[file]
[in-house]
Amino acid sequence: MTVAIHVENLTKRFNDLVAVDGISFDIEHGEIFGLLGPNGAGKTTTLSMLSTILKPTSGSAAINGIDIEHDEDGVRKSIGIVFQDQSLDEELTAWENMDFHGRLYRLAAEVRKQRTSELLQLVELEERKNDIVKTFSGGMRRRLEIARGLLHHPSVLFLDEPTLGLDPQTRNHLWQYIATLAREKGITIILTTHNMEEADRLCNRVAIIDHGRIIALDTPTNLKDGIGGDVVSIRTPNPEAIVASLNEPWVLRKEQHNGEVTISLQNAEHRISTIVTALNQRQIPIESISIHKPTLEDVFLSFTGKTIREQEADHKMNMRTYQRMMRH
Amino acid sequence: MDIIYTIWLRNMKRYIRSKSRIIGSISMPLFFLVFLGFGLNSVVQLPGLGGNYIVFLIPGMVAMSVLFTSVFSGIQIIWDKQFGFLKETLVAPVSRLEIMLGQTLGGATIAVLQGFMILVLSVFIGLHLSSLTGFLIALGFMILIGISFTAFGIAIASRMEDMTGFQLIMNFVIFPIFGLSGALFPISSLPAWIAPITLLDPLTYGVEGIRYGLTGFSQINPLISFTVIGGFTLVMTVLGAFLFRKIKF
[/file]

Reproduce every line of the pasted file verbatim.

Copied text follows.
[in-house]
Amino acid sequence: MTVAIHVENLTKRFNDLVAVDGISFDIEHGEIFGLLGPNGAGKTTTLSMLSTILKPTSGSAAINGIDIEHDEDGVRKSIGIVFQDQSLDEELTAWENMDFHGRLYRLAAEVRKQRTSELLQLVELEERKNDIVKTFSGGMRRRLEIARGLLHHPSVLFLDEPTLGLDPQTRNHLWQYIATLAREKGITIILTTHNMEEADRLCNRVAIIDHGRIIALDTPTNLKDGIGGDVVSIRTPNPEAIVASLNEPWVLRKEQHNGEVTISLQNAEHRISTIVTALNQRQIPIESISIHKPTLEDVFLSFTGKTIREQEADHKMNMRTYQRMMRH
Amino acid sequence: MDIIYTIWLRNMKRYIRSKSRIIGSISMPLFFLVFLGFGLNSVVQLPGLGGNYIVFLIPGMVAMSVLFTSVFSGIQIIWDKQFGFLKETLVAPVSRLEIMLGQTLGGATIAVLQGFMILVLSVFIGLHLSSLTGFLIALGFMILIGISFTAFGIAIASRMEDMTGFQLIMNFVIFPIFGLSGALFPISSLPAWIAPITLLDPLTYGVEGIRYGLTGFSQINPLISFTVIGGFTLVMTVLGAFLFRKIKF